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- Mar 2nd 2009, 02:18 AM #1

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## x^3 = y^2 + 1

Hey guys, I was wondering do any of you have any insight into the problem mentioned in the title. Here it is again for good measure:

with

I reckon there's only 1 sol'n, i.e. x = 3 and y = 5

However, despite all my attempts to prove this, nothing seems to work. Any thoughts?

- Mar 2nd 2009, 02:52 AM #2

- Mar 2nd 2009, 09:02 AM #3

- Mar 2nd 2009, 12:58 PM #4
Catalan's conjecture states that and are the only consecutive natural numbers that are both powers. This result was first proved by Mihăilescu in 2002 (more than 150 years after Catalan first stated it). It follows as a special case that the equation has no solutions in natural numbers. Of course, there may be a much simpler way to prove this special case of the Catalan problem.

- Mar 2nd 2009, 02:57 PM #5

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- Mar 8th 2009, 04:43 AM #6

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## x^3 = y^2 + 2

Here's the correct question - sorry:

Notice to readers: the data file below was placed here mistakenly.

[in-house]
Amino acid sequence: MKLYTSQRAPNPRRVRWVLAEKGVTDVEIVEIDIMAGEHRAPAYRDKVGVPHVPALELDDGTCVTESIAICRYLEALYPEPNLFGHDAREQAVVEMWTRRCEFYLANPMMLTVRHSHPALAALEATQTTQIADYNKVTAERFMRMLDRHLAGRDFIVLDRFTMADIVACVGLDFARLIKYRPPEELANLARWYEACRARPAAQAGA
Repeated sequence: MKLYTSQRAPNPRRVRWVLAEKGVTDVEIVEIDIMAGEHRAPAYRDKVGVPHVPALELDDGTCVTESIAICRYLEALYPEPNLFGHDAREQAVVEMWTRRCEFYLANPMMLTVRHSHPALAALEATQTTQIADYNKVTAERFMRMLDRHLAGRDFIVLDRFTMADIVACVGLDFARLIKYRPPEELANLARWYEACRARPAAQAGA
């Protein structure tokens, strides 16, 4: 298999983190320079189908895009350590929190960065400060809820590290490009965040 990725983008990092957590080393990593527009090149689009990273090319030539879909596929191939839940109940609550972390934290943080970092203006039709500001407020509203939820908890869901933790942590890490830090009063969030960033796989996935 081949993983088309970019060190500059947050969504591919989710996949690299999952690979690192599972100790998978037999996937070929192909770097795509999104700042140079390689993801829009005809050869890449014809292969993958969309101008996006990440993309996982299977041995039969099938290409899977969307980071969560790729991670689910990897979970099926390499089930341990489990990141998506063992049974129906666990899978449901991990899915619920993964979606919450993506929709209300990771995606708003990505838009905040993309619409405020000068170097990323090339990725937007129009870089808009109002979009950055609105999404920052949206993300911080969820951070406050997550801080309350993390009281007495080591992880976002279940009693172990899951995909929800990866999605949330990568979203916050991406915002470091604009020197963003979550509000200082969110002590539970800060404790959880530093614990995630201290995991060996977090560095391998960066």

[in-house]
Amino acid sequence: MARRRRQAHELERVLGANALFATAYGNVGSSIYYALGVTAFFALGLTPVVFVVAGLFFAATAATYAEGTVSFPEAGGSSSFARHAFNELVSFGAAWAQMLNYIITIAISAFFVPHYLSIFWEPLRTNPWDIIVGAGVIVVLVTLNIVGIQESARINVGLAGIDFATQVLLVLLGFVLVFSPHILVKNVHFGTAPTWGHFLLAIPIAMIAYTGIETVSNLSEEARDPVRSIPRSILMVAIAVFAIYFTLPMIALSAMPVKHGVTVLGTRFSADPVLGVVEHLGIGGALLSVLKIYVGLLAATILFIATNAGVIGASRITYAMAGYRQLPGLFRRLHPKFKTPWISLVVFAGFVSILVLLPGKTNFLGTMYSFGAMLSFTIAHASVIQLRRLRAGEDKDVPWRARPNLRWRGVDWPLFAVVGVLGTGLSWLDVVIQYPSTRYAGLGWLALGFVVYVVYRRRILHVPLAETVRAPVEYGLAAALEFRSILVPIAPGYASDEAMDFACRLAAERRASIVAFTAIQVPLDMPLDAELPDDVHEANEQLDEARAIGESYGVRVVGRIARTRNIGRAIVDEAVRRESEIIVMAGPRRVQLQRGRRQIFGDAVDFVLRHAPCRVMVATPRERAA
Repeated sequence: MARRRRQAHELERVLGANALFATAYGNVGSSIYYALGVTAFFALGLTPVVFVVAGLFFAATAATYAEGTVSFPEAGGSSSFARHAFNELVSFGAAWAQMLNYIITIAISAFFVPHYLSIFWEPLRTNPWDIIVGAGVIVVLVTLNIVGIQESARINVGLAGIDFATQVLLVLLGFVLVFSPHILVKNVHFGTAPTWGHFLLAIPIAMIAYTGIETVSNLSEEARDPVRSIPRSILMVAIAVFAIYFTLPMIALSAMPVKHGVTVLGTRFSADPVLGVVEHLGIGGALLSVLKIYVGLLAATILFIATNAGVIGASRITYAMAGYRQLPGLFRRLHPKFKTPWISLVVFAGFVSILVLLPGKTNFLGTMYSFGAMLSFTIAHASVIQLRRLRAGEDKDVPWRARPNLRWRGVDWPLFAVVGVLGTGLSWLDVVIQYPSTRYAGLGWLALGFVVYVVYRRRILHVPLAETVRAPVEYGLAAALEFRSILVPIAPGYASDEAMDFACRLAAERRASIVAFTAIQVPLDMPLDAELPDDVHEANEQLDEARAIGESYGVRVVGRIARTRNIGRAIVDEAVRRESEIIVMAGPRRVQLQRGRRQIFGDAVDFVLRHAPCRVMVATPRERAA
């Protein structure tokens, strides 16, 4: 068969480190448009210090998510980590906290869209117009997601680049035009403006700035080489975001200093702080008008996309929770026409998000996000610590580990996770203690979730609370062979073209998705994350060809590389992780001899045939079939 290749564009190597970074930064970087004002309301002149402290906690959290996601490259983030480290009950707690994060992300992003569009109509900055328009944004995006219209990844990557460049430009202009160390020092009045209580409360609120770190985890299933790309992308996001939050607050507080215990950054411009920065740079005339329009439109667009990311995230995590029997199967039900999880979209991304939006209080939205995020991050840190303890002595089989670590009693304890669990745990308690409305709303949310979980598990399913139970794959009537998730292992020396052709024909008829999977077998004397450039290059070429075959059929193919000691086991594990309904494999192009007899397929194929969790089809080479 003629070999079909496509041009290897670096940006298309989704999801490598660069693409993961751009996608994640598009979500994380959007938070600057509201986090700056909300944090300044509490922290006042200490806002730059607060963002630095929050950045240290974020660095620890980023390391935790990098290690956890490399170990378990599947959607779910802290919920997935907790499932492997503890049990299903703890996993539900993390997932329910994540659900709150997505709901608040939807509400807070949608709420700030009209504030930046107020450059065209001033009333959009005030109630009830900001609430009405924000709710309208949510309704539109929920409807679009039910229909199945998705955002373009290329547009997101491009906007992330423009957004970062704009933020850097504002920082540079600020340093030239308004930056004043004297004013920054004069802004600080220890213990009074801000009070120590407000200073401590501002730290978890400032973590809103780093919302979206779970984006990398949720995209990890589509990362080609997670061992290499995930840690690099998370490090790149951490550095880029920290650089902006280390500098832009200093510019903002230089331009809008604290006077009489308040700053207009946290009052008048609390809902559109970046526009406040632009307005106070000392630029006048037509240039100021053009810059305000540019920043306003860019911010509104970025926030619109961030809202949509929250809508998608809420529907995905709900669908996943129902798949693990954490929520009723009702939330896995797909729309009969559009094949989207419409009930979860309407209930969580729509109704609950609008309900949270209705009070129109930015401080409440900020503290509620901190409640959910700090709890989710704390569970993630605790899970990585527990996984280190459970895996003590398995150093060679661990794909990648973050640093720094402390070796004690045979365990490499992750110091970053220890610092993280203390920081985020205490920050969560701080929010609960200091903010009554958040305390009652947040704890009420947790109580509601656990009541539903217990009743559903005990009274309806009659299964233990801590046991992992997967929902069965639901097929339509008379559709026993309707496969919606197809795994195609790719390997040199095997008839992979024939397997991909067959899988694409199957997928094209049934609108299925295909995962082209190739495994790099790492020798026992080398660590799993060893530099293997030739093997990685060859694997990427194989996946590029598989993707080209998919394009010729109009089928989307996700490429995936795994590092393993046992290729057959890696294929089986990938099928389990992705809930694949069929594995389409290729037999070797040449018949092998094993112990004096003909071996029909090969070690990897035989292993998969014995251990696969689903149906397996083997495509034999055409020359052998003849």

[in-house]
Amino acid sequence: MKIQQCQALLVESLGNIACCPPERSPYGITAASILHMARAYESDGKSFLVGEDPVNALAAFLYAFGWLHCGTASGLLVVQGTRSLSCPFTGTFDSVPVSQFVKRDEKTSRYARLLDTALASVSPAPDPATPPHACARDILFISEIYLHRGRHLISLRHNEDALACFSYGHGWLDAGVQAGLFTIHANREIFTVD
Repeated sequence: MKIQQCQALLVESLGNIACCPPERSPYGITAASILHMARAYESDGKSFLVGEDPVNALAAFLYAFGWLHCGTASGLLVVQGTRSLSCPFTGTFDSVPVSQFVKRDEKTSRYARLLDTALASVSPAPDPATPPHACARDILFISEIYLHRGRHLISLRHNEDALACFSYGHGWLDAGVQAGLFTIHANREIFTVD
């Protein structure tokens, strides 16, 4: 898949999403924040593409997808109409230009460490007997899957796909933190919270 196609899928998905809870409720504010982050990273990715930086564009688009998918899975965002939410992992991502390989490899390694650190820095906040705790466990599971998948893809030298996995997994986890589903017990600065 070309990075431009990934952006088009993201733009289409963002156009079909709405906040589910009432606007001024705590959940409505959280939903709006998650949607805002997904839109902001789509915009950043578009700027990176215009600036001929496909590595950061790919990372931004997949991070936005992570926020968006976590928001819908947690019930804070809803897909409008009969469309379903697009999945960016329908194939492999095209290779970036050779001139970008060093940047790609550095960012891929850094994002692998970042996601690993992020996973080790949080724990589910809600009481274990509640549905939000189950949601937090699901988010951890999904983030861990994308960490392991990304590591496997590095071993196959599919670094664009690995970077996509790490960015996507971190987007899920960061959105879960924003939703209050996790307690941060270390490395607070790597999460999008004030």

with .

I reckon there's only 1 sol'n, i.e. x = 3 and y = 5

However, despite all my attempts to prove this, nothing seems to work. Any thoughts? I've tried my usual bag o' tricks already...

- Mar 8th 2009, 02:45 PM #7

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I think I read in a book a long time ago that Euler spend seven years proving this result with elementary methods. However, if you know higher arithmetic, in particular then you can prove this result more easily. The steps are here.

- Mar 9th 2009, 02:17 AM #8

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- Mar 10th 2009, 05:05 AM #9
According to…

http://mathworld.wolfram.com/NaturalNumber.html

… it is controversial if 0 is included or not in the ‘natural numbers’. If we accept that 0 is a 'natural number', then is solution of the equation …

Regards

- Mar 10th 2009, 09:27 PM #10

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